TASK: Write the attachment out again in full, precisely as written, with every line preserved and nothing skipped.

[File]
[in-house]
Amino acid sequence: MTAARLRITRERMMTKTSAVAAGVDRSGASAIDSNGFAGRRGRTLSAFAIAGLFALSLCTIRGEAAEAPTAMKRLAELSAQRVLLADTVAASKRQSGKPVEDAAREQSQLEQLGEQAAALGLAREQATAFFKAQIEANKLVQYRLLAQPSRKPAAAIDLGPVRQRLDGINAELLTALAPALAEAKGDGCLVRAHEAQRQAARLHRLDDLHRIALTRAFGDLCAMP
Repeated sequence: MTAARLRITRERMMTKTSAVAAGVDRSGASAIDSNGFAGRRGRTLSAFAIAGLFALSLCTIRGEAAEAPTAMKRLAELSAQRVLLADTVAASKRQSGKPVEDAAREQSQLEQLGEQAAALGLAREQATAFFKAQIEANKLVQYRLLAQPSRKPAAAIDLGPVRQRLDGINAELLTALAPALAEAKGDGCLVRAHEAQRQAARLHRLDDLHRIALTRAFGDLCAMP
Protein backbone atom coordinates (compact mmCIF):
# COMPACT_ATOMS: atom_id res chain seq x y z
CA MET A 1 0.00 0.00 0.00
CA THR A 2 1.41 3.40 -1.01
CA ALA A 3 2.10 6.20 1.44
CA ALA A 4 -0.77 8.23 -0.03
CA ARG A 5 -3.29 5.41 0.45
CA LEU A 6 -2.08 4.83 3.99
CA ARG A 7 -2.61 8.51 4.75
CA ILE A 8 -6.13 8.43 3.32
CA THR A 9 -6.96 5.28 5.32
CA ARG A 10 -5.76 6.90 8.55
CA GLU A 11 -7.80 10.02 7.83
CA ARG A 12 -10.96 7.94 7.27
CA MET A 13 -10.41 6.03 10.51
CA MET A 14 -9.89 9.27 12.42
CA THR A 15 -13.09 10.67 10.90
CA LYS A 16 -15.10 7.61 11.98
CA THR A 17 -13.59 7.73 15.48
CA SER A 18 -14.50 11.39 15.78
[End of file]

[in-house]
Amino acid sequence: MTAARLRITRERMMTKTSAVAAGVDRSGASAIDSNGFAGRRGRTLSAFAIAGLFALSLCTIRGEAAEAPTAMKRLAELSAQRVLLADTVAASKRQSGKPVEDAAREQSQLEQLGEQAAALGLAREQATAFFKAQIEANKLVQYRLLAQPSRKPAAAIDLGPVRQRLDGINAELLTALAPALAEAKGDGCLVRAHEAQRQAARLHRLDDLHRIALTRAFGDLCAMP
Repeated sequence: MTAARLRITRERMMTKTSAVAAGVDRSGASAIDSNGFAGRRGRTLSAFAIAGLFALSLCTIRGEAAEAPTAMKRLAELSAQRVLLADTVAASKRQSGKPVEDAAREQSQLEQLGEQAAALGLAREQATAFFKAQIEANKLVQYRLLAQPSRKPAAAIDLGPVRQRLDGINAELLTALAPALAEAKGDGCLVRAHEAQRQAARLHRLDDLHRIALTRAFGDLCAMP
Protein backbone atom coordinates (compact mmCIF):
# COMPACT_ATOMS: atom_id res chain seq x y z
CA MET A 1 0.00 0.00 0.00
CA THR A 2 1.41 3.40 -1.01
CA ALA A 3 2.10 6.20 1.44
CA ALA A 4 -0.77 8.23 -0.03
CA ARG A 5 -3.29 5.41 0.45
CA LEU A 6 -2.08 4.83 3.99
CA ARG A 7 -2.61 8.51 4.75
CA ILE A 8 -6.13 8.43 3.32
CA THR A 9 -6.96 5.28 5.32
CA ARG A 10 -5.76 6.90 8.55
CA GLU A 11 -7.80 10.02 7.83
CA ARG A 12 -10.96 7.94 7.27
CA MET A 13 -10.41 6.03 10.51
CA MET A 14 -9.89 9.27 12.42
CA THR A 15 -13.09 10.67 10.90
CA LYS A 16 -15.10 7.61 11.98
CA THR A 17 -13.59 7.73 15.48
CA SER A 18 -14.50 11.39 15.78